Program promiscuity

No sooner did I finish my first detailed post about OpenRPG than I discovered some more awesome, free tools for playing D&D online.  I’m still not sure which tools I plan to use yet, but I thought I would share some information about what I’ve found.  I should point out that I discovered these tools by browsing some blogs at the amazing RPG Bloggers site.  If I end up making this blog a long-term project, I’d definitely like to be a member of that group!

The first new program I discovered is Gametable.  This program basically has the map and dice roller tools of OpenRPG, except better.  With OpenRPG, as far as I’ve been able to tell, you have to do all of your map prep work before you play – you have to have the background images properly formatted with all of your grid lines in place, with the file loaded onto a public web site, etc.

Gametable goes in another, much more flexible direction.  When you open up Gametable, the map takes up most of the screen, and by default it looks like the tan-colored battle maps that those of us who play D&D with pen and paper are used to (though you can change the color).  The coolest part is that you can easily draw maps on the fly, just as you would around a real table.  The program has basic tools for drawing lines and bringing in walls, plus pre-made areas that you can just drag onto the board and run with.  It has pre-made battle features like rocks and trees and pits that you can just drag onto the screen, and they look great.  It also comes pre-loaded with a bunch of “pogs” or minis of various sizes.  Super-simple, with no setup required.  You could have your players log in and start with a blank board, and then you could draw the battle map on the fly, just as you would on a real battle mat.  Outstanding!

Gametable example

An example Gametable session, which took maybe 5 minutes to assemble

I’ve discovered only one quibble with Gametable so far – connecting to other players has been harder for me than it was with OpenRPG.  With OpenRPG, you browse for available servers (of which there are plenty), create a room for your game, and then have your players go to that same room from their computers.  With Gametable, you’re hosting the game directly on your computer, which means that other players have to enter your IP address to connect.  This might be easy in most cases, but my only test computer is also here in the house, running off the same router – which means it has the same IP address.  I haven’t been able to connect two computers yet – but I won’t give up!  This program just looks so good and seems so easy to use, I can’t give up on it without giving it a good chance.

The second amazing program I discovered is not actually a program to PLAY D&D online, but it’s a fantastic program for a DM to build their game and run it in the background.  It’s called Masterplan.  While OpenRPG and Gametable are flexible map programs for playing any RPG, Masterplan is a Dungeons and Dragons fourth edition tool, period.  First off, the game is fully integrated with other official Wizards of the Coast D&D tools.  When you open it up for the first time, it asks you if you have a D&D Insider (D&DI) subscription (I’m glad that I do!), and if you log in to D&DI it will then download all of the monsters and items that are in the D&D Compendium.  For me, that was a little over 9,600 items, which took about 20 minutes to download.  Unlike OpenRPG or Gametable, Masterplan comes with a fantastic, detailed user manual with tons of screenshots and examples.  It also has some pre-made adventures, which are great for seeing the program in action.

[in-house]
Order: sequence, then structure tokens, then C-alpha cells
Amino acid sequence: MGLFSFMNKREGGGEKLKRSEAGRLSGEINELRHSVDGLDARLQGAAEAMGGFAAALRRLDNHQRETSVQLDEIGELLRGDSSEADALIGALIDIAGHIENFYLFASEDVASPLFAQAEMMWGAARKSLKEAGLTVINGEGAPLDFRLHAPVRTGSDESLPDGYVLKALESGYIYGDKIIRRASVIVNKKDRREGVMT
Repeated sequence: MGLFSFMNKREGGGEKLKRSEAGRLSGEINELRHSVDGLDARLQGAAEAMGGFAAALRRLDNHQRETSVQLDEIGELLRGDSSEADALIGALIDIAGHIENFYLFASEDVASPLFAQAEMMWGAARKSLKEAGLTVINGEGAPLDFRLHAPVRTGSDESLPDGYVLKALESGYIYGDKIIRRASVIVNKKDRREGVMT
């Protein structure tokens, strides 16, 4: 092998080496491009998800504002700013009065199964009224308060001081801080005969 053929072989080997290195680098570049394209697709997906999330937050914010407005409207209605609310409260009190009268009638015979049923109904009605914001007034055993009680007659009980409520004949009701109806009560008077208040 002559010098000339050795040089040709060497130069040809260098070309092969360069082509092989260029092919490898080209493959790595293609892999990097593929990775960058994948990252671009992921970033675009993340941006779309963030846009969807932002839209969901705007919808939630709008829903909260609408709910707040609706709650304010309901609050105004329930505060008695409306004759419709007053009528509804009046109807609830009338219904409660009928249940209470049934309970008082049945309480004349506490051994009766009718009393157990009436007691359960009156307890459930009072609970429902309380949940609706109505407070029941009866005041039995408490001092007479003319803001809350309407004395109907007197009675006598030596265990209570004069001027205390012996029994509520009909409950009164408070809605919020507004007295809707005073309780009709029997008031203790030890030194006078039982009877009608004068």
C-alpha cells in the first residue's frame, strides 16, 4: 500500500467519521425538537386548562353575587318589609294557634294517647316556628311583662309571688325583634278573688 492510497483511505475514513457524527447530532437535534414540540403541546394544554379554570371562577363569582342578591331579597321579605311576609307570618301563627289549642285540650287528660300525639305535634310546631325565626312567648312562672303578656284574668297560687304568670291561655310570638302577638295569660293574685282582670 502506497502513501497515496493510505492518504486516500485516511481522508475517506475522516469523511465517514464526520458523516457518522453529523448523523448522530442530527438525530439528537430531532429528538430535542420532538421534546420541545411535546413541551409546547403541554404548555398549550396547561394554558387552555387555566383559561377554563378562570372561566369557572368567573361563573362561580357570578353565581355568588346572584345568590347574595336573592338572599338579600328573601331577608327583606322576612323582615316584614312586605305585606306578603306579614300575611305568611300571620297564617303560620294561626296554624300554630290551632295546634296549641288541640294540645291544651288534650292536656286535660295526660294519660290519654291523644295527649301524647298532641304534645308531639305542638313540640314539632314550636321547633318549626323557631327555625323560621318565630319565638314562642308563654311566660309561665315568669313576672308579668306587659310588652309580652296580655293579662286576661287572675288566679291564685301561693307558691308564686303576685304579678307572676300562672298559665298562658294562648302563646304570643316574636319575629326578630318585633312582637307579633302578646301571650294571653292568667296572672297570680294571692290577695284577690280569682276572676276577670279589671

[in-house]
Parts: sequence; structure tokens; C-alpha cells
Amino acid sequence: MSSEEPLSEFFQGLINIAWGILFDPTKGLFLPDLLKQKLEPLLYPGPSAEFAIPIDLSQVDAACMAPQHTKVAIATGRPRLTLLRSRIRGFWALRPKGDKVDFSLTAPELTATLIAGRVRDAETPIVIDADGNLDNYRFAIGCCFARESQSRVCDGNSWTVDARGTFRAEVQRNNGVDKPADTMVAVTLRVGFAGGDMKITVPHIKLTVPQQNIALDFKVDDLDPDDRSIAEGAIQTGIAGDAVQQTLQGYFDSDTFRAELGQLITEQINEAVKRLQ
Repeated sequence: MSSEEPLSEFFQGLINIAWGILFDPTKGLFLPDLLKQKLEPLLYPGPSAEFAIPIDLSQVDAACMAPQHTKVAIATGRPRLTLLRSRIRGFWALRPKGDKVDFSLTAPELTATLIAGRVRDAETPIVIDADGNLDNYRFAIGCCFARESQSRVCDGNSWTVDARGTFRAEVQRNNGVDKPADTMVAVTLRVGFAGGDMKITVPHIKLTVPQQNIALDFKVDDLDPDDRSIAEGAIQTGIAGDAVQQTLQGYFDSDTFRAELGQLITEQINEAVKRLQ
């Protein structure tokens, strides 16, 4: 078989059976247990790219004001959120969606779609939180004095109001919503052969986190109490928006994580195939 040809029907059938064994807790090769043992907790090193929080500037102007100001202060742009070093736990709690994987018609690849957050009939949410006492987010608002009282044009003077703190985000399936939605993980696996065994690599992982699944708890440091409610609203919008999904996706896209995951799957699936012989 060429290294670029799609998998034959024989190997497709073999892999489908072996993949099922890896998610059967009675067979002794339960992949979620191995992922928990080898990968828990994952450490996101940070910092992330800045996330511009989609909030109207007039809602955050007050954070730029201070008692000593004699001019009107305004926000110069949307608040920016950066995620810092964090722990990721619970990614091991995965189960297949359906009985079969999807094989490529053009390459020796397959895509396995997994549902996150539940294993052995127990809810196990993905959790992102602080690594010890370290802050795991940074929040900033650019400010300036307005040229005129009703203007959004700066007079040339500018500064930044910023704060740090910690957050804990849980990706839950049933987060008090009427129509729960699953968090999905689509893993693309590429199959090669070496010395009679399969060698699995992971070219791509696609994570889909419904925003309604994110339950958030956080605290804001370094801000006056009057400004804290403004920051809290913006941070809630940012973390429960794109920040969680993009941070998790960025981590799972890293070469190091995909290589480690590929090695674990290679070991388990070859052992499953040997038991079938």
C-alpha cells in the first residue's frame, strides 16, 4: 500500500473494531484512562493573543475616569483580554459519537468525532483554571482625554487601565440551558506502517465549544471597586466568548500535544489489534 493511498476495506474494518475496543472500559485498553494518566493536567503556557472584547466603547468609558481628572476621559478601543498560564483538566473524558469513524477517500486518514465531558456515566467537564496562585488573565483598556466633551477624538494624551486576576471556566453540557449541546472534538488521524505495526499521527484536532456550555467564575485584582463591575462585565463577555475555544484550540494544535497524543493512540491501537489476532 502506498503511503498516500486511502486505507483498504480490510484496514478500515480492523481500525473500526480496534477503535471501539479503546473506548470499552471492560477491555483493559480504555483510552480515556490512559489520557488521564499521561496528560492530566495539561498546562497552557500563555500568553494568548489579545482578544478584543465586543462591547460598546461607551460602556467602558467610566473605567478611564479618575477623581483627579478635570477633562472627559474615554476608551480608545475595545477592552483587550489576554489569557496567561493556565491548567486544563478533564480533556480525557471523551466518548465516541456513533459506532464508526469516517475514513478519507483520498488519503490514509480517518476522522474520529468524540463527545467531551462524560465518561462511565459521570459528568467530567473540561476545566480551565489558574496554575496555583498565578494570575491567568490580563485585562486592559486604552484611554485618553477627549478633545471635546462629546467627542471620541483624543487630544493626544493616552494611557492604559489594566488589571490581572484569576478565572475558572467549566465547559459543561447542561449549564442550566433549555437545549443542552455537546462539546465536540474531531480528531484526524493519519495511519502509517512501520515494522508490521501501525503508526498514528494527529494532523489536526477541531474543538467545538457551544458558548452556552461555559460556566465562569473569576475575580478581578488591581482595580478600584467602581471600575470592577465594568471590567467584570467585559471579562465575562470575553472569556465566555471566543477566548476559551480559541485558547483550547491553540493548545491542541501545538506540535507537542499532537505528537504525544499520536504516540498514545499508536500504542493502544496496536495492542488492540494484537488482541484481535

Basically, Masterplan lets you plan adventures.  It centers around a flowchart view of plot points for your campaign.  For instance, you might start with a simple “you all meet in a tavern” plot point, which could lead to either of two different paths depending on what the characters decide to do.  The next step on each path might be a combat encounter.  Masterplan lets you build the map for that encounter using slick Dungeon Tiles that look very cool.  It lets you add whatever enemies you think make sense – or it can help you autobuild a set of enemies to provide whatever level of challenge you want, given the party that will be playing it.  You can import your players’ character files straight out of Character Builder so that Masterplan will know what level the party is, what powers they have, their defenses, their hit points, etc.  Every monster in any published D&D 4e book is here, with easy additions of your custom monsters from Adventure Tools.  You can run the battle within the program, rolling initiative, keeping track of hit points, even tracking ongoing conditions with prompts for end of turn saves.  I’m absolutely blown away.

Masterplan example

A Masterplan screen shot, with a battle running in the foreground and the rest of the features in the background

So, what will I be using?  Well, I haven’t decided yet.  I’m almost certain that I’ll be using Masterplan at some point, certainly whenever I start making my own adventures.  Since I’m running pre-published adventures for now, though, I don’t know that I want to go to the trouble of recreating them within Masterplan.  However, I do think it’s possible that I might make some maps in Masterplan (which, as I said, look awesome) and resize them to a 60-pixel grid to serve as a background within OpenRPG.  If my games end up more free-form, though, I think I’ll have to go with Gametable (assuming I can solve the connectivity issues) just so I can draw maps on the fly.

What do you think?  Do you have any experience with any of these programs?  I’d love to get advice from someone who has used them!